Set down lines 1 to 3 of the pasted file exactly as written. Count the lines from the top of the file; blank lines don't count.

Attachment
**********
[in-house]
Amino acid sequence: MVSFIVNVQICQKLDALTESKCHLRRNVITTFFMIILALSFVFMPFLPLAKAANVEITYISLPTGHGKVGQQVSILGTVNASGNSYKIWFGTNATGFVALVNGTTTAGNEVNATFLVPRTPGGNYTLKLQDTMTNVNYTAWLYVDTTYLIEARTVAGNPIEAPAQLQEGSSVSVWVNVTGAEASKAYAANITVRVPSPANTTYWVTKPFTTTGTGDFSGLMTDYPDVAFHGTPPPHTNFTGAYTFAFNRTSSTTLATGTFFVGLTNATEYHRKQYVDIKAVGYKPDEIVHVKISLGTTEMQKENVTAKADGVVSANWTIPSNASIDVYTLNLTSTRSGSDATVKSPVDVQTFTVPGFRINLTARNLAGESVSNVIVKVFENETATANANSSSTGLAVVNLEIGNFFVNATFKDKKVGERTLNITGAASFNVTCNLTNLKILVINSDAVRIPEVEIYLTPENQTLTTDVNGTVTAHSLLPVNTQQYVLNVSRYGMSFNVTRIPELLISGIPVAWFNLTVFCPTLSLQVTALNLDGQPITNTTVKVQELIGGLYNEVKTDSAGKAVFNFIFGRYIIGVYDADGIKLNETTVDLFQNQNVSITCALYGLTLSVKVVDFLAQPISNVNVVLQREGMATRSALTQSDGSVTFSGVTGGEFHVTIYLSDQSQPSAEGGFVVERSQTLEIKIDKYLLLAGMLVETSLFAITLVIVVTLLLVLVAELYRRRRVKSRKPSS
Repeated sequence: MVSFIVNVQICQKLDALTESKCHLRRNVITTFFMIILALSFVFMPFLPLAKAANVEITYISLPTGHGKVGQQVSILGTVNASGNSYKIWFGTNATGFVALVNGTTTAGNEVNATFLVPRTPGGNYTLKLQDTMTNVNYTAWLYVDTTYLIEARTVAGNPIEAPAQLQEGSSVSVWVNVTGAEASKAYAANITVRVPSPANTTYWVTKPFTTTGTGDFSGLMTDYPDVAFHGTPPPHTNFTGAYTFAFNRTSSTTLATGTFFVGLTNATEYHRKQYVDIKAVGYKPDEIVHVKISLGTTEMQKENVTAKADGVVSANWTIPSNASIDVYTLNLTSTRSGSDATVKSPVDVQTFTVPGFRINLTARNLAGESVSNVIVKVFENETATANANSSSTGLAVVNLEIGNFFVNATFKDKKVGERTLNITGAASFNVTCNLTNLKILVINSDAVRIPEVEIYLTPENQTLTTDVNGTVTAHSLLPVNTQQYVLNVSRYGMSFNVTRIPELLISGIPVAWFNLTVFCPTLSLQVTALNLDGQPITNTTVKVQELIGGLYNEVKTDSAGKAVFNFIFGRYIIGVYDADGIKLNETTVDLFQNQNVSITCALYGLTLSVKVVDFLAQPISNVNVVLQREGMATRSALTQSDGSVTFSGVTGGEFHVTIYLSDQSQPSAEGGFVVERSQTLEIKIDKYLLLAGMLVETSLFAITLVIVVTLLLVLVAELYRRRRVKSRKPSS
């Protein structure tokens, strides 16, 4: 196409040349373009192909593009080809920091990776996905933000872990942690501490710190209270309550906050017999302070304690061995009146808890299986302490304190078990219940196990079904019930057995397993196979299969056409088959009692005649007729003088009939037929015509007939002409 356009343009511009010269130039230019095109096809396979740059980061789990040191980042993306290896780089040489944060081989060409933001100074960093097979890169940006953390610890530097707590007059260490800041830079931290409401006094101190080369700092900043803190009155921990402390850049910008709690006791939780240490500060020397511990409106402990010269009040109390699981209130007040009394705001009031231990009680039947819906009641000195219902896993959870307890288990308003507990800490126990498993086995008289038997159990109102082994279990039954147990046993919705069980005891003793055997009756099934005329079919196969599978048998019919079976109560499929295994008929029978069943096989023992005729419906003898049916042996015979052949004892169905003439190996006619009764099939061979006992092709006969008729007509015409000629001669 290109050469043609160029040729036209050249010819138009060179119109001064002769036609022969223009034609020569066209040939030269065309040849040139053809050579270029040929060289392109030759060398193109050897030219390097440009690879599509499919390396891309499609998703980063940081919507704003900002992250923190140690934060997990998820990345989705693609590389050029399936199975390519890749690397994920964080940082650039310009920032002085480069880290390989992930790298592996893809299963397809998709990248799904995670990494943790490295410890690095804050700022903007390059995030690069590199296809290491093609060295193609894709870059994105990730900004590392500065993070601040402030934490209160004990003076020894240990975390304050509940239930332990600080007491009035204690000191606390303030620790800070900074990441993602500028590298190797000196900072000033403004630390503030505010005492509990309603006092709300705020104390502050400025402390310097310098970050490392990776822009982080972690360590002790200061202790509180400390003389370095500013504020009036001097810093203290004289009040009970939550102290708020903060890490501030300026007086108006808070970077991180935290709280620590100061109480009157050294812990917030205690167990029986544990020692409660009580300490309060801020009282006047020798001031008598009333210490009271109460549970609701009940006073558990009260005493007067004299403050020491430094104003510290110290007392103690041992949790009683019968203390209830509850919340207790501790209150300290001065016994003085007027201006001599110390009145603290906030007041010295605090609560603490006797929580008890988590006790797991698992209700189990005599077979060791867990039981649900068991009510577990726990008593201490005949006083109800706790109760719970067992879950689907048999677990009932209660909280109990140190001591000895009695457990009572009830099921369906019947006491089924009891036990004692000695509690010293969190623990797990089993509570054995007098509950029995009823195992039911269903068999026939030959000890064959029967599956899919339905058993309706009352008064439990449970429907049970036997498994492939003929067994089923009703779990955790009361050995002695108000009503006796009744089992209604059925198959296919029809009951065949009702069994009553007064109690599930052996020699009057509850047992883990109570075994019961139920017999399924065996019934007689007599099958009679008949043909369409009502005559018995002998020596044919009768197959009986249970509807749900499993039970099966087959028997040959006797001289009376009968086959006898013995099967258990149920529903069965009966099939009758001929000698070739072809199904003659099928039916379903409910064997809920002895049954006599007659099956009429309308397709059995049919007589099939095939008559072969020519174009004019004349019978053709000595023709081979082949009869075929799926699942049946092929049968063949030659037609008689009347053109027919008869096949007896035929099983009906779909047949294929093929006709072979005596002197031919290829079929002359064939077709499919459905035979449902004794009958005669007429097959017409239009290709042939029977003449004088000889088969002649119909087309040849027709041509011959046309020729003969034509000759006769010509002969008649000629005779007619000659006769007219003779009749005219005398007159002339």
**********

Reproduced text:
[in-house]
Amino acid sequence: MVSFIVNVQICQKLDALTESKCHLRRNVITTFFMIILALSFVFMPFLPLAKAANVEITYISLPTGHGKVGQQVSILGTVNASGNSYKIWFGTNATGFVALVNGTTTAGNEVNATFLVPRTPGGNYTLKLQDTMTNVNYTAWLYVDTTYLIEARTVAGNPIEAPAQLQEGSSVSVWVNVTGAEASKAYAANITVRVPSPANTTYWVTKPFTTTGTGDFSGLMTDYPDVAFHGTPPPHTNFTGAYTFAFNRTSSTTLATGTFFVGLTNATEYHRKQYVDIKAVGYKPDEIVHVKISLGTTEMQKENVTAKADGVVSANWTIPSNASIDVYTLNLTSTRSGSDATVKSPVDVQTFTVPGFRINLTARNLAGESVSNVIVKVFENETATANANSSSTGLAVVNLEIGNFFVNATFKDKKVGERTLNITGAASFNVTCNLTNLKILVINSDAVRIPEVEIYLTPENQTLTTDVNGTVTAHSLLPVNTQQYVLNVSRYGMSFNVTRIPELLISGIPVAWFNLTVFCPTLSLQVTALNLDGQPITNTTVKVQELIGGLYNEVKTDSAGKAVFNFIFGRYIIGVYDADGIKLNETTVDLFQNQNVSITCALYGLTLSVKVVDFLAQPISNVNVVLQREGMATRSALTQSDGSVTFSGVTGGEFHVTIYLSDQSQPSAEGGFVVERSQTLEIKIDKYLLLAGMLVETSLFAITLVIVVTLLLVLVAELYRRRRVKSRKPSS
Repeated sequence: MVSFIVNVQICQKLDALTESKCHLRRNVITTFFMIILALSFVFMPFLPLAKAANVEITYISLPTGHGKVGQQVSILGTVNASGNSYKIWFGTNATGFVALVNGTTTAGNEVNATFLVPRTPGGNYTLKLQDTMTNVNYTAWLYVDTTYLIEARTVAGNPIEAPAQLQEGSSVSVWVNVTGAEASKAYAANITVRVPSPANTTYWVTKPFTTTGTGDFSGLMTDYPDVAFHGTPPPHTNFTGAYTFAFNRTSSTTLATGTFFVGLTNATEYHRKQYVDIKAVGYKPDEIVHVKISLGTTEMQKENVTAKADGVVSANWTIPSNASIDVYTLNLTSTRSGSDATVKSPVDVQTFTVPGFRINLTARNLAGESVSNVIVKVFENETATANANSSSTGLAVVNLEIGNFFVNATFKDKKVGERTLNITGAASFNVTCNLTNLKILVINSDAVRIPEVEIYLTPENQTLTTDVNGTVTAHSLLPVNTQQYVLNVSRYGMSFNVTRIPELLISGIPVAWFNLTVFCPTLSLQVTALNLDGQPITNTTVKVQELIGGLYNEVKTDSAGKAVFNFIFGRYIIGVYDADGIKLNETTVDLFQNQNVSITCALYGLTLSVKVVDFLAQPISNVNVVLQREGMATRSALTQSDGSVTFSGVTGGEFHVTIYLSDQSQPSAEGGFVVERSQTLEIKIDKYLLLAGMLVETSLFAITLVIVVTLLLVLVAELYRRRRVKSRKPSS